Indian Supreme Court decriminalises homosexuality in landmark verdict

A supporter of the LGBT community takes part in a gay pride parade in the Indian city of Chennai

A supporter of the LGBT community takes part in a gay pride parade in the Indian city of Chennai

Section 377 was a 157-year-old British-era colonial law that criminalized sex between homosexuals.

"Justice Chandrachud also said that due to Section 377, the LGBTQ members were forced to live in hiding and as second class citizens, while the others used to enjoy the right of sexual orientation".

"India was the most populous country in the world that still had a law on the books criminalizing gay sex".

Members of the LGBT community hugged each other and cried as news of the verdict spread.

In 2013, the Supreme Court had set aside a verdict passed by Delhi High Court in 2009 which decriminalised consensual sex between two adults of the same sex, and reinstated Section 377. Social morality can not be used to violate the fundamental rights of even a single individual.

The verdict was met with scenes of joy across the country: The BBC said "Campaigners outside the court cheered and some broke down in tears as the ruling was handed down".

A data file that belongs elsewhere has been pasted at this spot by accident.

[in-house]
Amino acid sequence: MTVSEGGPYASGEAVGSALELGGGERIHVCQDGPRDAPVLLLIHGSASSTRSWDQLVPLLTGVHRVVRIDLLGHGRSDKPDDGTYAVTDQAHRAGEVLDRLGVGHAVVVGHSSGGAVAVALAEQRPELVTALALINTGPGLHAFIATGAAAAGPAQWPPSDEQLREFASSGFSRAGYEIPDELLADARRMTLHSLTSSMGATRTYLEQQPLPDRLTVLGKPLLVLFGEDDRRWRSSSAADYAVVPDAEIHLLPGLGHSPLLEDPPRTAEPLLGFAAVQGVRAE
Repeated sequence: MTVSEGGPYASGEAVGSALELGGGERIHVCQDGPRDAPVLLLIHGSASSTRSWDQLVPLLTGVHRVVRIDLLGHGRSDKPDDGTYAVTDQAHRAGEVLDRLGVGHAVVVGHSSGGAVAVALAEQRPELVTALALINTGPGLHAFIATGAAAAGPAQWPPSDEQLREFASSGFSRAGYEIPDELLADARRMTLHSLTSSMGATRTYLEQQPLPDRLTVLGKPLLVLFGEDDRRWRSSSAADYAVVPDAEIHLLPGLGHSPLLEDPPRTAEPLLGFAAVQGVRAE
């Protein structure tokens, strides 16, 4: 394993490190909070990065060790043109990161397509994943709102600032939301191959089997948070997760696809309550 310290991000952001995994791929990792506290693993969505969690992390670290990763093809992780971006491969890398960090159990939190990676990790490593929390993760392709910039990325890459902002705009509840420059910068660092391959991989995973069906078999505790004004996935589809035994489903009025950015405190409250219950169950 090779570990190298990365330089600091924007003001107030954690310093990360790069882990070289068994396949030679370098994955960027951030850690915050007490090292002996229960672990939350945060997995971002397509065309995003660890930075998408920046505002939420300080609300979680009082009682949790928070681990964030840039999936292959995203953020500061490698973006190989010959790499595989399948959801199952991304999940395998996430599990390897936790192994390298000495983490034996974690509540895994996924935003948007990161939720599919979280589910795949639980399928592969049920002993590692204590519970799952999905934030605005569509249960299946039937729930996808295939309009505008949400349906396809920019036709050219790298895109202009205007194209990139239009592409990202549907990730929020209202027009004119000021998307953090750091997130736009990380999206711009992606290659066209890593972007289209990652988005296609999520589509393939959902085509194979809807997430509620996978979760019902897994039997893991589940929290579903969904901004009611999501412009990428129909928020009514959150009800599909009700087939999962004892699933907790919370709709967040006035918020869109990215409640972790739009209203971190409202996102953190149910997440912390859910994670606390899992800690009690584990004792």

"History owes an apology to members of the community for the delay in ensuring their rights, for denying them their rights and compelling them to live a life of fear", said Justice Indu Malhotra, who was part of the five-judge Constitution bench headed by Chief Justice Dipak Misra that delivered the judgment, capping a 17-year legal struggle.

Also read: Section 377 verdict: Can we start calling the CJI the CEO of India?

Justice Chandrachud was speaking on the topic, "Rule of Law in Constitutional Democracy", at the 19th Annual Bodh Raj Sawhny Memorial Oration 2018, organised by National Law University, Delhi.

After the 2013 verdict, five high-profile petitioners - Bharatnatyam dancer Navtej Johar, documentary filmmaker Sunil Mehra, restaurateur Ritu Dalmia, hotelier and historian Aman Nath and business executive Ayesha Kapur - challenged it and became the human faces of this battle. It says that the rights which are granted by the Constitution of India are enjoyed by LGBT community as well.

"It was a law that propagated homophobia", said Keshav Suri, one of the petitioners against Section 377, who organised a Bollywood-style dance show and champagne party at his family's luxury Delhi hotel to celebrate the court victory.

"Any consensual sexual relationship between two consenting adults - homosexuals, heterosexuals or lesbians - can not be said to be unconstitutional", said Misra, as he read out the judgement.

Singh has appealed the Parliament of India to consider its role in respect of today's Supreme Court judgment to find out whether the Supreme Court has acted beyond the limit and scope of its constitutional authority it has been provided by the Indian Constitution.

"The court must try to protect the dignity of every individual of the society including people from LGBT", the ruling said.

Initially, the bench debated whether it should look at larger questions beyond sexual orientation but CJI Misra finally observed that the issue of the section's constitutionality should be settled first.

Clauses which deal with unnatural sex with animals and children still remain in force.

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